The truth behind the Dominic Cummings witch-hunt

James Faulkner

The coronavirus crisis has brought out the best and worst in people – and the witch-hunt against Dominic Cummings is an example of the latter.

Dominic Cummings has always been a controversial figure. David Cameron once described him as a “career psychopath” and his central role in the Vote Leave campaign leaves him bang in the middle of the deep fissures that run through British society post-Brexit. Deeply intelligent, Cummings does not suffer fools gladly. Together with a tendency towards iconoclasm, this has resulted in Cummings ruffling more than a few feathers in his time, especially amongst the left-wing media and the patricians in the Tory Party, to which Cummings shows a lack of deference at best and outright contempt at worst.

I always thought it a gutsy move on the part of Boris Johnson to make Cummings his chief adviser, as he could have been in no doubt that the appointment would be met with a frosty reception among a large element within his party. More than anything, it was a message that a Johnson government would deliver on Brexit but would also be a force for change – perhaps the biggest force for change since Thatcher. Given that he’d just delivered the Tory Party the biggest majority since the 1980s, Boris clearly calculated that he could quite comfortably risk the ire of a few backbenchers.

But then COVID-19 happened. Far from a comprehensive programme of reform and renewal, the Johnson government has been compelled to impose what is effectively state socialism on the UK economy, with huge swathes of the workforce now dependent on government handouts. The NHS has been elevated from the level of a national talisman to a national religion – a sacred cow beyond all censure. And while good deeds abound, there is a profound sense of anxiety amongst a public constantly on edge – a mood exacerbated by the name and shame culture in the media.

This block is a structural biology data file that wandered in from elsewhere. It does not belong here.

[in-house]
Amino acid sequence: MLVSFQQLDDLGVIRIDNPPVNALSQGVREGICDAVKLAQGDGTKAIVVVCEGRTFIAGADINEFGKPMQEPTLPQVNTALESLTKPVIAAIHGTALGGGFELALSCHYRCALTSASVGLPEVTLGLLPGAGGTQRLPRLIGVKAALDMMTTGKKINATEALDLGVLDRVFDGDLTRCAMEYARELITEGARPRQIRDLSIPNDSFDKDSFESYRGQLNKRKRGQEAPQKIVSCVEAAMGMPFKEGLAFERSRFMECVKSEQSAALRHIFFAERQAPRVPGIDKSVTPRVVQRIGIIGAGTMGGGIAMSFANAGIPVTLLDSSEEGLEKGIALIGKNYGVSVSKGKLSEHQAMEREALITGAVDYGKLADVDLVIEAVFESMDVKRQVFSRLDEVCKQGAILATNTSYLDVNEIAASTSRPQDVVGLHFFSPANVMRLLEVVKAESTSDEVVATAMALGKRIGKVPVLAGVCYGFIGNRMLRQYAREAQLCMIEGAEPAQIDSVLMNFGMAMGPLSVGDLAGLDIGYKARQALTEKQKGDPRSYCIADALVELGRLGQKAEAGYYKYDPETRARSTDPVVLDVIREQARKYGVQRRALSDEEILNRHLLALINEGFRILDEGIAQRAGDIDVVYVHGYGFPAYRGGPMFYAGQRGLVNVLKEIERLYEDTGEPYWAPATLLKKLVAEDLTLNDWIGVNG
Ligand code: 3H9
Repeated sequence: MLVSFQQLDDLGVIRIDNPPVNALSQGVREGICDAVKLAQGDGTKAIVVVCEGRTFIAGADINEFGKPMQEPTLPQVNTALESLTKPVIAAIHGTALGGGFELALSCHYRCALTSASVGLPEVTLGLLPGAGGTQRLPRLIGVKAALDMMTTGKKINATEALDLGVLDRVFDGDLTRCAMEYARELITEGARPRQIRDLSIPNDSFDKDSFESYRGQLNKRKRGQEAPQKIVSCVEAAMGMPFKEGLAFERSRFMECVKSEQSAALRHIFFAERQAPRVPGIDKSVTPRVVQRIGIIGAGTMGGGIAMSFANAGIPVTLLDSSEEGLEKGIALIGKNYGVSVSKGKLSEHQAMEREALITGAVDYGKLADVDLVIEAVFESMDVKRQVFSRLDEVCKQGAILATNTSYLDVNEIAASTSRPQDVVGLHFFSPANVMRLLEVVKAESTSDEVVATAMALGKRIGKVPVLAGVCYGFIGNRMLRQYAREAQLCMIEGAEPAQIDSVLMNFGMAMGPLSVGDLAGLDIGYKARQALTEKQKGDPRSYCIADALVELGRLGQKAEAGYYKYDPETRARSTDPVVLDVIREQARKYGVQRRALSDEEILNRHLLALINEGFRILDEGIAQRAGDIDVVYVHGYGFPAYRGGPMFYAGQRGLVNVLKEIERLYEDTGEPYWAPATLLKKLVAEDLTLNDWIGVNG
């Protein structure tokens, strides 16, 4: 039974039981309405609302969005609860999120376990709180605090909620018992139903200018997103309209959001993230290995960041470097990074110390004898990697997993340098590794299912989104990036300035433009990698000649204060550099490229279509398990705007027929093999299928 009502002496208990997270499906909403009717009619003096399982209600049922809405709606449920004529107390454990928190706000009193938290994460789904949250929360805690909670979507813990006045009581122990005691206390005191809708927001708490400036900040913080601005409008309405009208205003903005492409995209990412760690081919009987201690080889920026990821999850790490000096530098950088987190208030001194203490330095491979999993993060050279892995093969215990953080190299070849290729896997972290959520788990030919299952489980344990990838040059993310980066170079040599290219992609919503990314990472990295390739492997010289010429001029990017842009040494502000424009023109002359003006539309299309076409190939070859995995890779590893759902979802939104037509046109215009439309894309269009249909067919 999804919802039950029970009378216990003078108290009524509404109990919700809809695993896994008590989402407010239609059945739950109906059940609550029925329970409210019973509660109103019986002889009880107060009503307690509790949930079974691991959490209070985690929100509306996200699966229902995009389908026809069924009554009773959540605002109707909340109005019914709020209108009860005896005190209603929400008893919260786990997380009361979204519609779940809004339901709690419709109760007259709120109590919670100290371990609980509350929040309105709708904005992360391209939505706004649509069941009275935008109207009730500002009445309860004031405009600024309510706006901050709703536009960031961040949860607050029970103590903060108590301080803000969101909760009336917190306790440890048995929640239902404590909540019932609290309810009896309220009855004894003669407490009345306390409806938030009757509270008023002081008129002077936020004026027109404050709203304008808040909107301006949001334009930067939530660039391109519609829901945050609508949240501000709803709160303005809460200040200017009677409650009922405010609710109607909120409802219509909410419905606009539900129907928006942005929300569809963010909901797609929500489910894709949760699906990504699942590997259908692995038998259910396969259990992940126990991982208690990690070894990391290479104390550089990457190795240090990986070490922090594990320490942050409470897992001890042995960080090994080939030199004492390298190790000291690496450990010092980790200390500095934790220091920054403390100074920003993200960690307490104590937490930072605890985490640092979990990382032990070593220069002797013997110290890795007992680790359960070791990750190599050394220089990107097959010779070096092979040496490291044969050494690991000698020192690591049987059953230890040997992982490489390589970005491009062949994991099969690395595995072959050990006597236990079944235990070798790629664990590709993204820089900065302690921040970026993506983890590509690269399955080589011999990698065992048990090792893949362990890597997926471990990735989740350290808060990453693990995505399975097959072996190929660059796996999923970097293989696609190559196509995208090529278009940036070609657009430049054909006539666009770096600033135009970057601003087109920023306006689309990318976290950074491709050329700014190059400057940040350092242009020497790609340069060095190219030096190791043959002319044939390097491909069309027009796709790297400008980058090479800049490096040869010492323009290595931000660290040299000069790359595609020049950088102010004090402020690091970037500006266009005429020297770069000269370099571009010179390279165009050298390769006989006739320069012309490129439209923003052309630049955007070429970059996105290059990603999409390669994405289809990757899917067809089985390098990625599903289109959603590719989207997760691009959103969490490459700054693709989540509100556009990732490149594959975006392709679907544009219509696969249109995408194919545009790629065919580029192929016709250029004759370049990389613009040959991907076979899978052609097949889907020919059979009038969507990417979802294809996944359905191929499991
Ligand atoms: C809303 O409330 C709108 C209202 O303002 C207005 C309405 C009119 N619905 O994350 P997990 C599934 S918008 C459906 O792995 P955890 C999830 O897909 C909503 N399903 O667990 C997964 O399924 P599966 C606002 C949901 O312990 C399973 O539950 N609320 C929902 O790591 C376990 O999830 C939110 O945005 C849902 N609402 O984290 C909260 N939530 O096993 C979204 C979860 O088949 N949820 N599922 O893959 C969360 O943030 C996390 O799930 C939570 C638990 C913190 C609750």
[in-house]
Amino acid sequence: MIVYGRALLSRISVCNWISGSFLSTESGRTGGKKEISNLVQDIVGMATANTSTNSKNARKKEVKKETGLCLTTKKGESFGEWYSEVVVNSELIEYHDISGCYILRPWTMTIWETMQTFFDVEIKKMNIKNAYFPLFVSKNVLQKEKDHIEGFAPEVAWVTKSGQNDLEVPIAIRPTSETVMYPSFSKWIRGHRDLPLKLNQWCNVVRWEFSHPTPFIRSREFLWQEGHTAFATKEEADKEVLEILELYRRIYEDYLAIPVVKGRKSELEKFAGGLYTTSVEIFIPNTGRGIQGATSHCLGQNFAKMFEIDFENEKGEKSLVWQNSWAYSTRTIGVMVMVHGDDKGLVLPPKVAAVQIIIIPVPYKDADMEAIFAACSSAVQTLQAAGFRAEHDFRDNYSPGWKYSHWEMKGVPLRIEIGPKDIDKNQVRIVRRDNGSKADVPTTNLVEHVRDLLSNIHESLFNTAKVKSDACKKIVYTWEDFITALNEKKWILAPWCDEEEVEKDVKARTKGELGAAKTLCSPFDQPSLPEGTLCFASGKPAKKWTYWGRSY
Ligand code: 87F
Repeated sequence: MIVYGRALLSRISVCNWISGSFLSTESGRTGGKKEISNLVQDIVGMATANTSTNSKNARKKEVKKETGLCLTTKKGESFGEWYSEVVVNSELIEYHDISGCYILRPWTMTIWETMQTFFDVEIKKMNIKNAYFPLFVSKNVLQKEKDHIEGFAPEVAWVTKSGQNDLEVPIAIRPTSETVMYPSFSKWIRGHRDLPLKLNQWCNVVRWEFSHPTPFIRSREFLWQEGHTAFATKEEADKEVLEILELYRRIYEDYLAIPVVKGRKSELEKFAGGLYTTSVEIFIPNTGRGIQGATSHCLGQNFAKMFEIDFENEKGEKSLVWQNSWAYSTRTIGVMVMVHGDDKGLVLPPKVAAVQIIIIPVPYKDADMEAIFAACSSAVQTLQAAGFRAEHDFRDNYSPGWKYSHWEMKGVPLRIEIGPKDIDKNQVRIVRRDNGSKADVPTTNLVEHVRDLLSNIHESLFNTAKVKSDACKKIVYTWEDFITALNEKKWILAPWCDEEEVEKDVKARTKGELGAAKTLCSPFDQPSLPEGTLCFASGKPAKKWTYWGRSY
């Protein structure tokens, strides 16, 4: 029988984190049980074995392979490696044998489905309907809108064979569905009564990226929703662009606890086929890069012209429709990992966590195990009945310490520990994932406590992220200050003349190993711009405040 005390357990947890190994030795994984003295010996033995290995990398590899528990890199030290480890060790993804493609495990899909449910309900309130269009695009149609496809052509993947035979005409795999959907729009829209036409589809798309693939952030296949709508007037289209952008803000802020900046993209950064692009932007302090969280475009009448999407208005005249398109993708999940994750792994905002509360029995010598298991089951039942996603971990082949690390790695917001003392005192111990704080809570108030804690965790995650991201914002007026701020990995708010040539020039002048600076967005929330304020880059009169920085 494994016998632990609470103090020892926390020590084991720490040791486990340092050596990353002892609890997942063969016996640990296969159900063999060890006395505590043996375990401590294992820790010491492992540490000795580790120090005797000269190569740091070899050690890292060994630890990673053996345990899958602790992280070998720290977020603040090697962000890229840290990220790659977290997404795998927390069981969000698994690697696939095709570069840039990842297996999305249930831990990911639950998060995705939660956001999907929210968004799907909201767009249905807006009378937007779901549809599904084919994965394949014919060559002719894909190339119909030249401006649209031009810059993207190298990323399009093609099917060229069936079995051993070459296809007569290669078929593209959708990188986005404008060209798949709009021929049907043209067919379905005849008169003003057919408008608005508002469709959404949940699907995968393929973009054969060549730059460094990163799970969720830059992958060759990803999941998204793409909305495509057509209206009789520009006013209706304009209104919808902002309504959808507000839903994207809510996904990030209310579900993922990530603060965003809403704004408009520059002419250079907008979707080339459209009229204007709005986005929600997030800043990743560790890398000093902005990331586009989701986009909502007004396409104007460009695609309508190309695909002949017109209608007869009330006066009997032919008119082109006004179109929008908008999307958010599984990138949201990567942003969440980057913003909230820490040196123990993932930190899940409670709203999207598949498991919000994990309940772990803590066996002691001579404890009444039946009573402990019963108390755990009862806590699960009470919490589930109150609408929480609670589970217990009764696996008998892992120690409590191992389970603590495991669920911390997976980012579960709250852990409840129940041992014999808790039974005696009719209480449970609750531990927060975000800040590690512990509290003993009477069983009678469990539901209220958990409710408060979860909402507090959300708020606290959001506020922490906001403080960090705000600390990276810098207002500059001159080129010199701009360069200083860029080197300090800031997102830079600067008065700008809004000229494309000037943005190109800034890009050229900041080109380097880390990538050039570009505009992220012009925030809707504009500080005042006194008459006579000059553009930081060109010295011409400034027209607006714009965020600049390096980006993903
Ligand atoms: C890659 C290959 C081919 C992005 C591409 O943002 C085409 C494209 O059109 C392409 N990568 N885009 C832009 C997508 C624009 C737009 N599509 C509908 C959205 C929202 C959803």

I don’t pretend to have any particular insight into minutiae of the comings and goings of Mr Cummings, nor do I really care. However, what is clear is that the Remain press has been chomping at the bit to bring this man down ever since the Brexit referendum. I think, objectively, from what has been reported and what Cummings said in his press conference, we can all accept that Mr Cummings’ movements did not put anyone at risk: far from it, he was acting in the best interests of his child, a clause for which the lockdown rules specifically make an exception. What’s that? I hear the bien pensants cry out that the general public weren’t aware of all the minor details and loopholes in the lockdown rules. I’m sorry, but in the event of a crime having been committed unwittingly, lawyers are always quick to point out that ignorance is not a valid defence. It works the other way too.

But the substance of Cummings’ supposed ‘crimes’ matters little in a world where each headline only serves to feed on the nation’s anxiety. In a sense, the government has made a noose for its own neck here, having cast the crisis from the very beginning as a ‘war’ against the virus. Here Cummings is easily cast as the traitor that needs to be made an example of.